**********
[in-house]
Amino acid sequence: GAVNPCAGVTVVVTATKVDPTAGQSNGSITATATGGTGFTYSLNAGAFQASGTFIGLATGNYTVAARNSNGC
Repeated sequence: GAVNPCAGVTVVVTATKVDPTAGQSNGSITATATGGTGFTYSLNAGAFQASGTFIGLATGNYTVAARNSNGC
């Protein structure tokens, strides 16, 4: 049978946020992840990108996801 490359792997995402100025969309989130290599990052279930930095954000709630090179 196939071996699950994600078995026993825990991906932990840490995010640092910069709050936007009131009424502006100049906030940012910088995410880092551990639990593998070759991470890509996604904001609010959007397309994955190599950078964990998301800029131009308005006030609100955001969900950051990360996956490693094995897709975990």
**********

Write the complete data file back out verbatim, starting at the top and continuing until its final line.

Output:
[in-house]
Amino acid sequence: GAVNPCAGVTVVVTATKVDPTAGQSNGSITATATGGTGFTYSLNAGAFQASGTFIGLATGNYTVAARNSNGC
Repeated sequence: GAVNPCAGVTVVVTATKVDPTAGQSNGSITATATGGTGFTYSLNAGAFQASGTFIGLATGNYTVAARNSNGC
């Protein structure tokens, strides 16, 4: 049978946020992840990108996801 490359792997995402100025969309989130290599990052279930930095954000709630090179 196939071996699950994600078995026993825990991906932990840490995010640092910069709050936007009131009424502006100049906030940012910088995410880092551990639990593998070759991470890509996604904001609010959007397309994955190599950078964990998301800029131009308005006030609100955001969900950051990360996956490693094995897709975990």